Q: Last season you shut out four of your first six opponents. How did you guys do it?
A: We have fantastic coaches and players that work hard, focus, learn fast, and attack as hard as they can. We had more goal line stands than I can count. We played hard-nosed; we did our jobs, encouraged each other, and played with a mean swagger. We demanded respect but we earned it. Up front on the defensive line, we really set up the whole defense. Our coaches did an incredible job teaching us and when we were on the field, we didn't have to waste time thinking. Our reads just came second nature. We also eliminated big plays and caused a lot of turnovers.
Q: Who is the best player you have played against?
A: I would say the best players I've played against were John Scheffey from Edmond Santa Fe and my fellow Tech commit Harrison Jeffers from Lawton Ike. John is pretty quick, really strong, and huge. It was a great challenge. I would get him a few times and he would get me. It was just a battle.
Q: You missed an entire semester of school after having a small bowel obstruction and losing 35 pounds. What was it like trying to get back to full speed?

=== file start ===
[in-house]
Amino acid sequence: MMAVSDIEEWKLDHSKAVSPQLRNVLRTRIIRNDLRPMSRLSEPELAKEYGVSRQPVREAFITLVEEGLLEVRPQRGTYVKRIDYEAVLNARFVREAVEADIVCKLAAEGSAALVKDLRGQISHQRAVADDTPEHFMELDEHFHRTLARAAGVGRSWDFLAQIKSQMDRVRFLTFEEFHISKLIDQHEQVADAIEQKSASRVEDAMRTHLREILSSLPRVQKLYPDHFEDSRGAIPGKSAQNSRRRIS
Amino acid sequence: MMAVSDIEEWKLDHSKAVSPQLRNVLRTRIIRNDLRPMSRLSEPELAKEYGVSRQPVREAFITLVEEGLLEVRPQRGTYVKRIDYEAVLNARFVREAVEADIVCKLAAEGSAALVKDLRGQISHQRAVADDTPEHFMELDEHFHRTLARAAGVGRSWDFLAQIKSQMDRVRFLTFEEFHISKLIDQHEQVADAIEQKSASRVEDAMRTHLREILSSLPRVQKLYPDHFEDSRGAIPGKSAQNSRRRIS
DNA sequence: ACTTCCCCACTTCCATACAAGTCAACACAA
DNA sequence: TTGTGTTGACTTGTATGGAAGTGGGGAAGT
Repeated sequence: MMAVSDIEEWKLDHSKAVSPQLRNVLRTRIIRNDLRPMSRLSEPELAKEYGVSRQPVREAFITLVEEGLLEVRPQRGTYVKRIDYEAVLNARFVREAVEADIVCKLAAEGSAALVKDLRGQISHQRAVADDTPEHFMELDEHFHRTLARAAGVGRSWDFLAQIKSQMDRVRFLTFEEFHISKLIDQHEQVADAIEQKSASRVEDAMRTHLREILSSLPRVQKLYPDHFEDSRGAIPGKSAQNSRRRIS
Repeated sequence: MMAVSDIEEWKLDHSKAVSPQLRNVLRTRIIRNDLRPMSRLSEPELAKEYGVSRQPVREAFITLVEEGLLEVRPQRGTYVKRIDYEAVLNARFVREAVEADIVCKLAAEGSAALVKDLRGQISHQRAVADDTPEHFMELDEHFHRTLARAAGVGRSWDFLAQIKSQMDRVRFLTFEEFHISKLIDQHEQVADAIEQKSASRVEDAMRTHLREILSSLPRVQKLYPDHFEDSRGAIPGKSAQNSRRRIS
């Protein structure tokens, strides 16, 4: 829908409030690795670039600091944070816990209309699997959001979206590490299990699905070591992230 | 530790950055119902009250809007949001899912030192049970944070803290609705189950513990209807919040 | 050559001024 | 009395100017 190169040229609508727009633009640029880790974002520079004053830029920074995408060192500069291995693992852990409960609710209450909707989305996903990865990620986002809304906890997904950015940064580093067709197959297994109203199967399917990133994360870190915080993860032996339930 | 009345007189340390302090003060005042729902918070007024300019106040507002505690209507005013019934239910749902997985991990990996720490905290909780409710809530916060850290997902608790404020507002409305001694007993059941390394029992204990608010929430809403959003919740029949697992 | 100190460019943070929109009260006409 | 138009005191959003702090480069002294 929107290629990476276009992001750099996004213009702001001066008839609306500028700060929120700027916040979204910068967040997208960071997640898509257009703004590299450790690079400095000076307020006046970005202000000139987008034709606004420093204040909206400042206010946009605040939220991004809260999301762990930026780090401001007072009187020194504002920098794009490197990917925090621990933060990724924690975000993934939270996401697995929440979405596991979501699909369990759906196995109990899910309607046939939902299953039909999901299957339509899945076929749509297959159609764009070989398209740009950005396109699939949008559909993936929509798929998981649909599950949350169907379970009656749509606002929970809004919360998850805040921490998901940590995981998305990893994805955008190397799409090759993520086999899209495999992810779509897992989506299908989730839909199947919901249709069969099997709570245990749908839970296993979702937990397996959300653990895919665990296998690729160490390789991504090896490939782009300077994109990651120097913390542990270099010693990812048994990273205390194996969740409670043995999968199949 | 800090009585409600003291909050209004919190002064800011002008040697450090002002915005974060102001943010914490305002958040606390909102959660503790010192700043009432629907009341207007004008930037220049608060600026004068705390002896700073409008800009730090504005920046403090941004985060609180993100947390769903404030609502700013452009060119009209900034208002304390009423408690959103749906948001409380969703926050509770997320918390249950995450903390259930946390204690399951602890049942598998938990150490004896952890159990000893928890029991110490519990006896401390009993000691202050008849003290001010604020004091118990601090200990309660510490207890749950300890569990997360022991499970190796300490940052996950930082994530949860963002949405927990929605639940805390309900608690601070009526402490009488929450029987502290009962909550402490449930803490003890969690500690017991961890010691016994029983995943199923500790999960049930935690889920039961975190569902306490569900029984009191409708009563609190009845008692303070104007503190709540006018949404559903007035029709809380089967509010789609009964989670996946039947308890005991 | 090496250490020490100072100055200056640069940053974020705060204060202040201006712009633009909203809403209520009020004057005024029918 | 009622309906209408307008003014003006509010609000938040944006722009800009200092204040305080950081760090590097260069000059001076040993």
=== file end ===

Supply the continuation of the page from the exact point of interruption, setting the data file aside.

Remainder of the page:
A: It was the most trying and difficult time of my life. I could not have done it with out my family, especially my dad. He was my trainer and did an absolutely amazing job, better than anyone I have ever seen. From November to April, I went from 204 pounds to 255 pounds in weight and regained all of my strength and speed.
Q: How rewarding was last season?
A: I've never worked so hard toward a goal in my life as I did to be able to play football again. It's so rewarding everyday after practice I sit in the weight room and look in the mirror and just remember where I've been and thank God for his healing me.
Q: Was there ever a time where you thought you wouldn't make it?
A: I remember lying in the hospital and saying to my Dad, "I'm done with football." He just told me to wait until I got out of the hospital. When I got home, I remember going outside and trying to walk to the corner from my house. I was too weak to make it and my Dad would have to go get the car and give me a ride home. It was depressing but my Dad pushed me and helped me to remember my dreams of playing Division I and that was enough to motivate me to keep going.
Q: When did you start to feel that you could become a Big XII talent?
A: Before last season I went to a bunch of mini-camps and I dominated the one-on-ones and started to get some interest from coaches from Big XII programs. It took off slow but after the first game of the season, I knew I was legit and I knew that I could hang with the best.
Note: This is the first of what will (hopefully) be a weekly series featuring the best high school student-athletes in Oklahoma.